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SYSAUX tablespace

My manager has tasked me with purging some space from the SYSAUX tablespace in one of our databases that has grown large. He asked me to do this by doing the following:
Find large objects in tablespace
Export tables out
Remove OEM related data and anything else we can purge
Import back in which will remove the tablespace and renter it with the smaller data

My manager has left for a few weeks vacation and Id like to get this task complete for him although I need assistance. Im able to find the large objects in tablespace but dont know what is related to OEM, nor do I know what is capable of being purged from SYSAUX without messing up the database? Can any of you give me some insight? Thanks!
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1 Solution
Geert GruwezOracle dbaCommented:
see an aud$ table in sysaux tablespace ?
if so then auditing is switched on and still in sysaux tablespace.

it has to be moved to a different tablespace to be able to purge it
see here for a very detailed explanation
Geert GruwezOracle dbaCommented:
you could also set the purging policies to get rid of the old data in oem

allthough that might not retrieve the used tablespace
k3vsmithAuthor Commented:
Thanks for the quick response.
These are the top 10 objects in SYSAUX:

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Praveen Kumar ChandrashekatrDatabase Analysist Senior Commented:
the most of the objects is  OEM, AWR ,ASH  and LOB related objects. A LOB segment stores data for a CLOB/BLOB table column.
Bad news:
- AWR cannot be completely turned off
- *Any* manipulation of AWR data needs appropriate (paid) licenses (not included in Enterprise Edition)
- AWR snapshot size will grow over time (this is a known issue) so even deleting old snapshots is not a final solution, because the snapshot will eventually reach the size where only one snapshot fits.

Good news:
- AWR data is not needed for everyday operation, nor for mere mortals like DBAs, only for Oracle Support Requests. (you are allowed to provide them requested AWR information even if you don't have the license)
- Oracle handles the case when SYSAUX is full with no problems. In worst case some AWR stuff will fail. So what.

So you should apply two measures:
- ensure that SYSAUX tablespace is limited in size (e.g. current size + 10% would do)
- modify your DB free space checking tools so that they don't raise alarms on SYSAUX tablespace being 100% full.
Geert GruwezOracle dbaCommented:
That's the trap everyone falls into
this is not true
(you are allowed to provide them requested AWR information even if you don't have the license)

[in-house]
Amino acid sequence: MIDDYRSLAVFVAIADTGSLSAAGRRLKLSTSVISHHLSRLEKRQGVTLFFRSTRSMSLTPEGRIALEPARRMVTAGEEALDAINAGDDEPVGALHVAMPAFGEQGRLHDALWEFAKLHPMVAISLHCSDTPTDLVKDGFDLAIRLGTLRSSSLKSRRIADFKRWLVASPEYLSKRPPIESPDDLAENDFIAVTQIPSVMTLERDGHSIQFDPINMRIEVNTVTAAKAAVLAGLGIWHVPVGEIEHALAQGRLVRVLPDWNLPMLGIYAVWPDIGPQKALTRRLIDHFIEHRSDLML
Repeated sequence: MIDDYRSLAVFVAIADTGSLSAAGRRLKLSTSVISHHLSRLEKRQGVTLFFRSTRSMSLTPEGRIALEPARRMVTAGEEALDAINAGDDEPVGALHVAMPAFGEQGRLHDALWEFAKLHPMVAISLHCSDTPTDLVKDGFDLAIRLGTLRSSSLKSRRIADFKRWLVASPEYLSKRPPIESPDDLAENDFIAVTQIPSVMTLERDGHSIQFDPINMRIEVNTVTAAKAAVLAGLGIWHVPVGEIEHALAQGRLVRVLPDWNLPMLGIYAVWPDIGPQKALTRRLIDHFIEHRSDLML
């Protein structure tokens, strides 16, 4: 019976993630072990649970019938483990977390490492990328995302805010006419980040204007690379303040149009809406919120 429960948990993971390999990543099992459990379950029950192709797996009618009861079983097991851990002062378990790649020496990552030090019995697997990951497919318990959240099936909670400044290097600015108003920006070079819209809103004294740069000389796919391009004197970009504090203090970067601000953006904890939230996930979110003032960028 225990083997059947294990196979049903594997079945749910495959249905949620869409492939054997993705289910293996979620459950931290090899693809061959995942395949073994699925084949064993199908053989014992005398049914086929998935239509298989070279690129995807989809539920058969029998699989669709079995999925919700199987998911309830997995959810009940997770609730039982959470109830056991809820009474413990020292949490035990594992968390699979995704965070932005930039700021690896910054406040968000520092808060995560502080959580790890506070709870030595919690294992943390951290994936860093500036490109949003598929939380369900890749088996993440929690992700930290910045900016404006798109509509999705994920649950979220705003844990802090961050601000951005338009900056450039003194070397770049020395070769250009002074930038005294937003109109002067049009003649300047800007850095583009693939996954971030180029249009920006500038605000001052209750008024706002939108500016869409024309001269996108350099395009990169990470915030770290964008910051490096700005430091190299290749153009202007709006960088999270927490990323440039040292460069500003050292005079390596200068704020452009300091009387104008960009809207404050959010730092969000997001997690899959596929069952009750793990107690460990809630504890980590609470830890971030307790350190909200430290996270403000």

it's stated in the license that support will ask your for AWR data because they are oblivious to what you are entitled to by your license
it's up to you (the dba) to know if you are licensed to that

after that the license people come in: i see you use AWR but aren't license for it
here's your extra fee you need to pay

so be careful with that
Well we are more foxy than that.

Oracle Support: "Please send AWR Reports"
Me: "I'm sorry but we don't have the necessary licenses."
Oracle Support: "That's no problem, Sir. Please send them."

Once we have it written in an email Oracle shouldn't complain, maybe they should subtract the license fee from the annual bonus of that given support expert. :P
k3vsmithAuthor Commented:
Thank you guys for the help. Do you guys have any insight as to how best to remove AWR data?
1. Buy license.
Otherwise you are not allowed to delete, change retention-- nothing.

2. Check snapshot range to delete:
SELECT snap_id, begin_interval_time, end_interval_time FROM SYS.WRM$_SNAPSHOT
WHERE snap_id = ( SELECT MIN (snap_id) FROM SYS.WRM$_SNAPSHOT) and instance_number=1
SELECT snap_id, begin_interval_time, end_interval_time FROM SYS.WRM$_SNAPSHOT
WHERE snap_id = ( select start_snap_id-1 from dba_hist_baseline) and instance_number=1;

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3. If there is only one row: nothing to delete.
If there are two rows: substitute the snap_id values to the following command:
exec dbms_workload_repository.drop_snapshot_range(low_snap_id => 10147, high_snap_id=>10210); 

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4. To persistently adjust configuration, reduce retention as follows:
select * from  DBA_HIST_BASELINE; 
-- reduce AWR moving window size (example below with 4 days, specified in days)
exec DBMS_WORKLOAD_REPOSITORY.modify_baseline_window_size(window_size => 4);
-- reduce AWR retention parameter (same 4 days, specified in minutes)
-- check results
select * from  DBA_HIST_BASELINE; 

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But as I said even this is a temporary solution; AWR will eventually grow over time to the limits of the tablespace.
k3vsmithAuthor Commented:
Thank you all for your feedback. I have enough info to proceed.

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